Nightmare Before Christmas

Vivid, animated musical about the king of Halloween, growing bored and deciding that he and his people should dedicate themselves to the production of Christmas.   

ParaNorman

Also animated and very stylized, ParaNorman tells the story of a boy who can see ghosts and his attempt to placate the spirit of a wronged witch. This one stands out to me for the depth of side characters, truly funny slap-stick and an ending that speaks to both the difficulty and power of forgiveness.

Next are films that contain more adult themes or violence but are still funny and also reflect a surprising depth of humanity.

Young Frankenstein

A comedy classic that still manages to evoke the poignant isolation felt by a monster. It’s hilarious, sweet, and silly.

Shaun of the Dead

A zombie movie that pokes fun at zombie movies, while staying true to them and contemplating the importance of friendship.

Tucker & Dale vs. Evil

Like Sean of the Dead, Tucker & Dale is a send-up (this time of the slasher in the woods sort of films). But here the would-be killers are the protagonists while the boisterous college students who are so often the fodder of these kinds of films become the relentless threat.

The final list of films are, on the surface, straight up horror, involving vampires, zombies, insane killers and invading monsters. But these films are also studies of coming to terms with suffering, loss, alienation and violence both from outside and within ourselves.  Be warned that the endings of these films are often satisfying but not always happy.

(While Attack the Block and The Host both have comedic elements, their overall tone and their endings made me include them with this group instead of the more up-beat ones listed above.)

The Host (Korean Film not American film based on Stephanie Myers book)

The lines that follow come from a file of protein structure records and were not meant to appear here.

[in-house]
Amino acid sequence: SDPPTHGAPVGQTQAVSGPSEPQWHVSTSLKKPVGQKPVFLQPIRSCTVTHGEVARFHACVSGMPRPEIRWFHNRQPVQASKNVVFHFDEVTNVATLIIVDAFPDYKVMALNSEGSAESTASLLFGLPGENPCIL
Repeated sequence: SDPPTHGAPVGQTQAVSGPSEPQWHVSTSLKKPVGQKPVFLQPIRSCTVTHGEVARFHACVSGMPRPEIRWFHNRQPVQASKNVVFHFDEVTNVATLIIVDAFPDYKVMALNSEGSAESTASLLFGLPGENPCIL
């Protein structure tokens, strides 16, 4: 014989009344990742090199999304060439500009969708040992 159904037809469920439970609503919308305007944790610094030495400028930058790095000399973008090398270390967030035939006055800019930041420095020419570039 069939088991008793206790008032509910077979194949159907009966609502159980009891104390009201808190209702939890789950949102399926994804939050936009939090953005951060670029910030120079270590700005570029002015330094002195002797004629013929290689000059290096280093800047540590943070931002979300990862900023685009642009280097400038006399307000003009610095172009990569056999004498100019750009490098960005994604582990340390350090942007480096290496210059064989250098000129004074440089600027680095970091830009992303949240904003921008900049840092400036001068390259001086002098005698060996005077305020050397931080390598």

A dysfunctional family slowly pulls together to attempt to save one of their own from a monster. It’s the unique combination of quirkiness, terror, and sincerity that makes this a fascinating watch, for me.

Pan’s Labyrinth

A beautiful and horrific recounting of the Spanish Civil War as seen through a lens of fairy tale grotesquery. This film is brutal in its depiction of war, cruelty and sacrifice. It would be almost unbearable if not for the sheer magic of it.   

The Babadook

An inventive, tense, and scary study of a woman battling not to succumb to a monster within, while still caring for her wild son and mourning the loss of her husband.

Let the Right One In  (Original Swedish version)

Young boy befriends vampire girl who is at turns a brutal, vulnerable and loyal friend.

Attack the Block

Inner city kids battle monsters from outer space in a London housing project.

the_girl_with_all_the_gifts_posterThe Girl With All the Gifts

A zombie film that explores the place of old values and societies in the face of a new kind of humanity.

So, those are a few of my favorite humanist Halloween films. Any I missed? I hope so because I would love to have recommendations from other folks!

Happy Halloween, to you all!

-Ginn

 

 


tiny-ginnGinn Hale resides in the Pacific Northwest with her lovely wife and wayward cats. She is an award-winning author of science fiction and fantasy, as well as an avid coffee-drinker.

Connect with her on her website.

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Countdown to Halloween: Alisa talks Spooky Stories!

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Spooky Stories with Alisa

Halloween is one of my favorite holidays and each year I try to work in some spooky stories to my reading list.  Here are some I’ve read this year that I thought were really good.  

The Damned by Andrew Pyper

Blurb:  Danny Orchard wrote a bestselling memoir about his near-death experience in a fire that claimed the life of his twin sister, Ashleigh, but despite the resulting fame and fortune he’s never been able to enjoy his second chance at life. Ash won’t let him.

In life, Danny’s charming and magnetic twin had been a budding psychopath who privately terrorized her family—and death hasn’t changed her wicked ways. Ash has haunted Danny for twenty years and now, just when he’s met the love of his life and has a chance at real happiness, she wants more than ever to punish him for being alive—so she sets her sights on Danny’s new wife and stepson.